I'm happy to report that I figured out what I think is the best way to do it.
Normally I wouldn't go into this detail, but since I spent so much time on the net trying to find details of construction for speaker building, I feel obligated to share my experiences. Here's my (reasonably) brief description of the process:
1) Beginning with three panels (back panel with Amp housing, bottom panel, and the top panel), dry fit them together. Set the Top and Bottom panels in place over the Back panel lying on its back. Clamping the top and bottom panels against the Amp housing braces creates the right 90 degree angles to avoid having to clamp up all panels at once.
2) Glue only one of these two panels along one edge (bottom to back, or top to back) and against the Amp housing braces. Clamp against both panels to get the best possible fit and confirm with accurate squares and measurements. When dry, glue the other panel the same way.
3) Now dry fit the rest of the panels to ensure they will fit properly. Once satisfied with the fit, glue only one of the two side panels along three edges (against the top, back, and bottom). Keep the remaining two panels in the glue-up (front baffle, and one side) dry to ensure they all fit properly. Use painters tape on the corners where three panels meet to prevent glue seepage from sticking. Use a couple pieces of tape around an edge as handles to pull the front panel out when dry. When dry glue the other side panel the same way.
4) Remove the front baffle, and seal the interior joints with polyurethane. Seal the amp housing joints the same way. Add the cabinet bracing.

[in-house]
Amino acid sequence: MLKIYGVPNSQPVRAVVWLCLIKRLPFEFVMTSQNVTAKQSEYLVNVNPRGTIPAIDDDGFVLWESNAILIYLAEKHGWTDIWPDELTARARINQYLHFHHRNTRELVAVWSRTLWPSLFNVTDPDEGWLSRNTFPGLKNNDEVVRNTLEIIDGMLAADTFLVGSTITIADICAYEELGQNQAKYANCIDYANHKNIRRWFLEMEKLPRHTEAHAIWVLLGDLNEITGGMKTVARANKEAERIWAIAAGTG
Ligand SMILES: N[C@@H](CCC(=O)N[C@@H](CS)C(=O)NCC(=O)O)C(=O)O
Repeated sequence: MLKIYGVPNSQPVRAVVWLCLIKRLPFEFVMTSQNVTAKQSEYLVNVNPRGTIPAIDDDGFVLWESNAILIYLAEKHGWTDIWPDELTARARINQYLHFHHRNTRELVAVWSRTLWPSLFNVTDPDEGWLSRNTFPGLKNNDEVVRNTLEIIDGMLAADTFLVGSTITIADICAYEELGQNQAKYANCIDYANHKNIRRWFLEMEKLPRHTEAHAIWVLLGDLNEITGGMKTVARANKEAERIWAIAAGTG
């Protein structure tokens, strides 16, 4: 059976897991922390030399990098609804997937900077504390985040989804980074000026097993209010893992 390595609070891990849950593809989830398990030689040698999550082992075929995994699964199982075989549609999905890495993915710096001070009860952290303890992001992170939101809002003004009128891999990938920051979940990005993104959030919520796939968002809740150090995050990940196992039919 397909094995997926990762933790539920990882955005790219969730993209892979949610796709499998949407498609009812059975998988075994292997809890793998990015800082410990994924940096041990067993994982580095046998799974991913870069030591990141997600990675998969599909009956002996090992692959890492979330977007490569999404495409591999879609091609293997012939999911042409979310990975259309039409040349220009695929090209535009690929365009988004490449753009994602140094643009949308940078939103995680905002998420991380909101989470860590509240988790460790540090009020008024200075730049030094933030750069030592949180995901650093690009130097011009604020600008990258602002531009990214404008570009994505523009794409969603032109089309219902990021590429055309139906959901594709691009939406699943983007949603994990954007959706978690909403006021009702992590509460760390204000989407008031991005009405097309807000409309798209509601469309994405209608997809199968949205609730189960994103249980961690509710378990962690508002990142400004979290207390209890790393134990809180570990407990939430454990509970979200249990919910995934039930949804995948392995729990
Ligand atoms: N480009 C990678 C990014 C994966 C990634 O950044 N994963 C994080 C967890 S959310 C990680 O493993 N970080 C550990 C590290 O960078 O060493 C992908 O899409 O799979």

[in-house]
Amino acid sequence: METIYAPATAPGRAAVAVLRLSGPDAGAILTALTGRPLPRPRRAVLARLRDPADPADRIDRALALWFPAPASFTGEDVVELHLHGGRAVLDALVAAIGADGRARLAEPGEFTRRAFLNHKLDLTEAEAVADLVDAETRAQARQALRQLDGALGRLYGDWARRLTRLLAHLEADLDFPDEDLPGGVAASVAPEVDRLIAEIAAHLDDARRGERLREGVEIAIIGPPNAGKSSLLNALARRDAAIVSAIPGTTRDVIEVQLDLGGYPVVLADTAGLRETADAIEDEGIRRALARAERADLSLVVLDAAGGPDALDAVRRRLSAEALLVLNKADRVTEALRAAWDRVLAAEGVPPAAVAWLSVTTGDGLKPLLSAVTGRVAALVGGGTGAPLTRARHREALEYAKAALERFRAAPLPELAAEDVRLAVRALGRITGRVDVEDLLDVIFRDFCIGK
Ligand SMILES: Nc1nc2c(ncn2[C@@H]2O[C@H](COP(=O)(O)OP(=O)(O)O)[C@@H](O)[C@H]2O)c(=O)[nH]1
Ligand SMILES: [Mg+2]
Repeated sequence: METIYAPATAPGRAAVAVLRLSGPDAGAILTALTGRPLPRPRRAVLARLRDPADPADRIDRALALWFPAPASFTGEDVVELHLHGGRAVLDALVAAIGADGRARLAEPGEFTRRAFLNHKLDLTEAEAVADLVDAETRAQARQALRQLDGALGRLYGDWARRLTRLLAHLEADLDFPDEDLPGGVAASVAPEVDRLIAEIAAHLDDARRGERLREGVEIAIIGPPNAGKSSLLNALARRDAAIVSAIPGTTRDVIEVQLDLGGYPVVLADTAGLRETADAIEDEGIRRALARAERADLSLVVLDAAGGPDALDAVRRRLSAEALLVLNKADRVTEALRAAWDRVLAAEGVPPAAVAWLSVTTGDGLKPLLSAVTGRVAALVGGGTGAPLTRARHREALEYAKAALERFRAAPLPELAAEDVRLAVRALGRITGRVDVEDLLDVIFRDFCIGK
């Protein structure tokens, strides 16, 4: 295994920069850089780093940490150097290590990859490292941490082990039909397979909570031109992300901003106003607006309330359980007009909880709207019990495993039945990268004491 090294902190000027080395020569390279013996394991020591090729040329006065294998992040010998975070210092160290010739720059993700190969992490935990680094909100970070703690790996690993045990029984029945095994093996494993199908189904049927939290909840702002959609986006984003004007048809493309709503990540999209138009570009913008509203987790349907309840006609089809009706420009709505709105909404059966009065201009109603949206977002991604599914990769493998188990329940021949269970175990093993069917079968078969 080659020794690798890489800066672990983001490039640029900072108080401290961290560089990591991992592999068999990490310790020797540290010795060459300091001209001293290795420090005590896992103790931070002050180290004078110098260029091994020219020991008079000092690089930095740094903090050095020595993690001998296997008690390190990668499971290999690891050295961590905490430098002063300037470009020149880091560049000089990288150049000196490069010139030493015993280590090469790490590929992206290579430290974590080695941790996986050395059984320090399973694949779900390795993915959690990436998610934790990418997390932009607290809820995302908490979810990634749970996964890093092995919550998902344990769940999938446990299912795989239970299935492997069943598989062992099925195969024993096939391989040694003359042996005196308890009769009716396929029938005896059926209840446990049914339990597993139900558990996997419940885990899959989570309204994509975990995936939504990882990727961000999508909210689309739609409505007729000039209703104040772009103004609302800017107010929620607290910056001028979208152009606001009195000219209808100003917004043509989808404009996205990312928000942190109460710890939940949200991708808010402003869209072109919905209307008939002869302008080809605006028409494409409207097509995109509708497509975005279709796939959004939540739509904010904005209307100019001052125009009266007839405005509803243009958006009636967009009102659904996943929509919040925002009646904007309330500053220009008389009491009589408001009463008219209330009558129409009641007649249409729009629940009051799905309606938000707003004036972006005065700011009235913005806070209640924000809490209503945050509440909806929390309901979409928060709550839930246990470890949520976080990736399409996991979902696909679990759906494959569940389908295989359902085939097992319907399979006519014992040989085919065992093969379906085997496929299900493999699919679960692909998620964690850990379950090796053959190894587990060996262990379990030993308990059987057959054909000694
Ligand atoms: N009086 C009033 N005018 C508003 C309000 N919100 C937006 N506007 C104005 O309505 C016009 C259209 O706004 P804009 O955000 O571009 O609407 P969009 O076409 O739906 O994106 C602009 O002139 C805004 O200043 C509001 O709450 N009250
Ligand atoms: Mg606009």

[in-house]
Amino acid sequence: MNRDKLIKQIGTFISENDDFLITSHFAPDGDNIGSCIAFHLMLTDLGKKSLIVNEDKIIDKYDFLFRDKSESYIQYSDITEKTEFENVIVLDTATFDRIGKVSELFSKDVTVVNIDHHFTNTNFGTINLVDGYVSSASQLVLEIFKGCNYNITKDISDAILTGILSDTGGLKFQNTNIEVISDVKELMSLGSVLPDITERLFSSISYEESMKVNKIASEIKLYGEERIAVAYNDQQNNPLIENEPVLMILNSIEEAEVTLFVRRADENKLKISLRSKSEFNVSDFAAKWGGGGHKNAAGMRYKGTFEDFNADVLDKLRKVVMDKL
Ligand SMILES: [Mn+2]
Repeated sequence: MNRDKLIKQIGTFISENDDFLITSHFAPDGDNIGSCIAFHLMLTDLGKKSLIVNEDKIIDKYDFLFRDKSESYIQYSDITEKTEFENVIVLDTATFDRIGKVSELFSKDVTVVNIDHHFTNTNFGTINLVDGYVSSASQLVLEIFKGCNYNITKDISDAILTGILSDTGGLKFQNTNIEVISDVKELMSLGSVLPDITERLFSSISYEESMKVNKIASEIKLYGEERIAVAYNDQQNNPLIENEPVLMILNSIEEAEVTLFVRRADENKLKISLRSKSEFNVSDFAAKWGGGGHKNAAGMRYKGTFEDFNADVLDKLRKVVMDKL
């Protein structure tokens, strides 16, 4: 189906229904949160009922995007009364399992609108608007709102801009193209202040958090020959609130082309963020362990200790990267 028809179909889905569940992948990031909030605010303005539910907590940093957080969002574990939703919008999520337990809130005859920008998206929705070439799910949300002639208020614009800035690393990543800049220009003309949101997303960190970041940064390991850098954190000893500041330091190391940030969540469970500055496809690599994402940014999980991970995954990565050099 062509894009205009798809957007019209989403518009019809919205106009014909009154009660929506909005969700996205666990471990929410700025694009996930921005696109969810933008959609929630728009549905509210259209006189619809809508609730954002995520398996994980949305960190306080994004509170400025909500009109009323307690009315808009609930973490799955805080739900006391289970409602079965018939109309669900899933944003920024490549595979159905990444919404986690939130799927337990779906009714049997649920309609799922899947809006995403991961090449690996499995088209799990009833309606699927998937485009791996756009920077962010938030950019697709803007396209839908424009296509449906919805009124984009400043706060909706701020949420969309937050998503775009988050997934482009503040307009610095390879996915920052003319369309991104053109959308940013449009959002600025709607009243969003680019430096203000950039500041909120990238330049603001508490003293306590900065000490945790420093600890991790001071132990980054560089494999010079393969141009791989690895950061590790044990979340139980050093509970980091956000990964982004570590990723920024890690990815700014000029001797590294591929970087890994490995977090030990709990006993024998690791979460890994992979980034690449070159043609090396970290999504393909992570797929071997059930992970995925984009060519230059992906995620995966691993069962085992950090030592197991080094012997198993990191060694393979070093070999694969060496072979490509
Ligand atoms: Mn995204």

Next on to the routing of the front baffle to accept the driver!
I've taken pictures most of the way through, but still have to convert them down to a smaller size, and host them so please bear with me...I'll get there.!! :)
All right everyone... I promised pics and here they are. I've spent some time getting them hosted and posted... I've always wanted more details when searching for DIY projects on the web, and I like how-to's with lots of pics, so I hope I'm not boring you with my simple noob subwoofer cabinet build, but I wanted to document it as I go...
On to the pics!!
Panels cut to rough size.
...cleanup that workbench! My design tweaks call for an 18.5" cube on the exterior, with 1" thick panels. Beefy!
Laminating the panels and braces.
The panels are two 1/2" pieces of MDF glued up. I had only 3/4" lumber to work with to make braces, so had to laminate pieces together to make them 1.5" thick.
More panel laminating.
Panels cut to final size, with mitered edges.
I'm very happy with my table saw...once I ran a couple test cuts, I had a perfect miter joint. It does a great job.
Gluing the amp housing to the back panel.
Prior to gluing, I used the table saw to cut up through the back panel, and finished up with a hand saw to cut the square opening for the amp cavity. The top and bottom of the H-brace will be glued against the top and bottom panels. This will make it much easier to align the miter joints and get good, square joinery.
Panels ready for glue-up.
It took me a long time to figure out the best clamping arrangement, and alot of dryfitting, but it was worth it when you look at the final product...